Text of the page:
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DUDLEY-(Sir Robert).

In 1588, when the nation was alarmed with the apprehenfions of the Spanish armada, lord Leicester was made lieutenant-general, under the queen, of the army affembled at Tilbury. This noble perfonage ftood high in the favour of his mistress to the laft: for he died this year, Sept. 4, at his houfe at Cornbury in Oxfordshire, while he was upon the road to Kenilworth. His corpfe was removed to Warwick, and buried there in a magnificent manner. He is faid to have inherited the parts of his father. His ambition was great, but his abilities feem to have been greater. He was a finished courtier in every refpect; and managed his affairs fo nicely, that his influence and power became almost incredible. He had a competent knowledge of the Latin tongue, and was thoroughly verfed in the French and Italian.


DUDLEY (Sir ROBERT as he was called here, and as he was ftyled abroad earl of Warwick and duke of Northumberland) was fon (called by his father BASE SON) of Robert, earl of Leicester, by the lady Douglas Sheffield, and born at Sheen in Surrey in 1573. His birth was carefully concealed, as well to prevent the queen's knowledge of the earl's engagements with his mother, as to hide it from the countefs of Effex, to whom he was then contracted, if not married. He was confidered and treated as his lawful fon till the earl's marriage with the lady Effex, which was about 1578; and then he was declared to be only his natural iffue by lady Douglas. Out of her hands the earl was very defirous to get him, in order to put him under the care of Sir Edward Horfey, governor of the Isle of Wight; which fome have imagined to have been, not with any view to the child's difadvantage, for he always loved him tenderly, but with a thought of bringing him upon the ftage at fome proper time, as his natural fon by another lady. He was not able to get him for fome time: but at last effecting it, he fent him to school at Offingham in Suffex in 1583, and four years after to Chrift-Church in Oxford. In 1588 his father died, and left him, after the decease of his uncle Ambrofe, his caftle of Kenilworth, the lordships of Denbigh and Chirk, and the bulk of his eftate, which before he was of age he in a great measure enjoyed, notwithstanding the enmity borne him by the countefs dowager of Leicefter. He was now looked upon as one of the finest gentlemen in England; in his perfon tall, well-fhaped, having a fresh and fine complexion, but red-haired; learned beyond his age, more efpecially in the mathematics; and of parts equal, if not fuperior, to any of his family. Add to all this, that he was very expert in his exercifes, and particularly in riding the great horse, in which he was allowed to excel any man of his time.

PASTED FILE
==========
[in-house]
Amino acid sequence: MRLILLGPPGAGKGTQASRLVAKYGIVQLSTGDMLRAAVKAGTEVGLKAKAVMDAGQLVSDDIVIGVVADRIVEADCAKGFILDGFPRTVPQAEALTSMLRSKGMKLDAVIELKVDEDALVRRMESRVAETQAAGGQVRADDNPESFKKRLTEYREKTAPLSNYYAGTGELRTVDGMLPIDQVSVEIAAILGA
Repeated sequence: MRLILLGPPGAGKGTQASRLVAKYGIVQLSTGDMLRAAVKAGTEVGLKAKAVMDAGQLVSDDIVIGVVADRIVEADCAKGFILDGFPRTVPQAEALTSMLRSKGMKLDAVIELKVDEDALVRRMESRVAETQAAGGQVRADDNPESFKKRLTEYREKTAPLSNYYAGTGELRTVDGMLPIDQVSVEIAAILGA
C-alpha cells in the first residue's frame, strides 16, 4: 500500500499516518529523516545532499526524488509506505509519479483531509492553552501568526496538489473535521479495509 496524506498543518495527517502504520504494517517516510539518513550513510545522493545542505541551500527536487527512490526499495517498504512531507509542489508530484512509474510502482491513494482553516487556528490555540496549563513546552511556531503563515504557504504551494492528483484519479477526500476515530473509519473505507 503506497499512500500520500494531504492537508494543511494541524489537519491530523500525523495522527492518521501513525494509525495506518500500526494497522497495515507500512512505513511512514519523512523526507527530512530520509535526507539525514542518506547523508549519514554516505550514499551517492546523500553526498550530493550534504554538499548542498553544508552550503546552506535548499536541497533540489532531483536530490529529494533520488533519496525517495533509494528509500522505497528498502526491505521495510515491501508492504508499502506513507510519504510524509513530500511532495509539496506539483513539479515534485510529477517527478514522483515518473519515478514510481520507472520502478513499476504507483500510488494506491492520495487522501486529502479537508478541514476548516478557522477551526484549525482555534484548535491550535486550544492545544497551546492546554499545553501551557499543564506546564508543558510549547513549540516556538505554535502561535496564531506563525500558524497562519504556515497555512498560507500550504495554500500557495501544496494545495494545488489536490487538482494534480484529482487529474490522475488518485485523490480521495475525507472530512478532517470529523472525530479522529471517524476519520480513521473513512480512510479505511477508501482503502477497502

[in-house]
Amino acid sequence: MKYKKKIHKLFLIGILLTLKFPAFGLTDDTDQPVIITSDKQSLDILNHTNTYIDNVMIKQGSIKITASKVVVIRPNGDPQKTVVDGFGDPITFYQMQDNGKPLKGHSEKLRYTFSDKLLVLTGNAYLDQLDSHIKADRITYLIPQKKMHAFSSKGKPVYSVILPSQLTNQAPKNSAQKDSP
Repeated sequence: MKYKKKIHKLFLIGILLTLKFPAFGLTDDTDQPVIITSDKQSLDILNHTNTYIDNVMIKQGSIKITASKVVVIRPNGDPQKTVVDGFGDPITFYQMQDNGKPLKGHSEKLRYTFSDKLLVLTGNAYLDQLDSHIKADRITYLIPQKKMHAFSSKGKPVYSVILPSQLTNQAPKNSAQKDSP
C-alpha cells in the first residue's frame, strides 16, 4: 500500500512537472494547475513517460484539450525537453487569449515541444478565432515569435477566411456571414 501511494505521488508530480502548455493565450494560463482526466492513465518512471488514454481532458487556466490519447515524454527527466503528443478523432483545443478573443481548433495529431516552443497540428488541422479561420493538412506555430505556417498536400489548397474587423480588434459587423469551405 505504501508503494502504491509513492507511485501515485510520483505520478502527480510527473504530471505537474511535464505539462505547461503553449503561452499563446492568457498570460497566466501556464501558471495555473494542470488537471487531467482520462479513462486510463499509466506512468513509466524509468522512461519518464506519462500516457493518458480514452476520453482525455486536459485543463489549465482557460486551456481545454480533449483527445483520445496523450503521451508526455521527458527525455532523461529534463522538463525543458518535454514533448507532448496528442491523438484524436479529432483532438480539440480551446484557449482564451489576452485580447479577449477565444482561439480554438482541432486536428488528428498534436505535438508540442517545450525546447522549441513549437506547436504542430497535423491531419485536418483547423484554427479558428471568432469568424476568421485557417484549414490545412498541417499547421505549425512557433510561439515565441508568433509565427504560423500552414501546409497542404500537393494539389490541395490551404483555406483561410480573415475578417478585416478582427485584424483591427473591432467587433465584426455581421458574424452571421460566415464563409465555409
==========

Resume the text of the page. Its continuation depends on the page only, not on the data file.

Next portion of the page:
His genius prompting him to great exploits, and having a particular turn to navigation and difcoveries, he projected a voyage into the South-Seas, in hopes of acquiring the fame fame thereby, as his

friend the famous Thomas Cavendish, of Trimley, Efq; whose fifter he had married; but, after much pains taken, and money fpent, the govenment thought it not fafe for him to proceed. Afterwards, however, he performed a voyage, setting out Nov. 1594, and returning May 1595: an account of which, written by himfelf, is publifhed in Hackluyt's collection of voyages. At the end of Elizabeth's reign, having buried his wife, he married Alice, the daughter of Sir Thomas Leigh. He then began to entertain hopes of reviving the honours of his family; and, in 1605, commenced a fuit, with a view of proving the legitimacy of his birth. But no fooner had the countefs dowager notice of this, than fhe procured an information to be filed against him and fome others for a confpiracy; which was such a blow to all his hopes, that, obtaining a licence to travel for three years, which was eafily granted him, he quitted the kingdom: leaving behind him lady Alice Dudley his wife, and four daughters. He had not been long abroad, before he was commanded back, for affuming in foreign countries the title of earl of Warwick; but refufing to obey that fummons, his estate was feized, and vested in the crown, during his natural life, upon the ftatute of fugitives.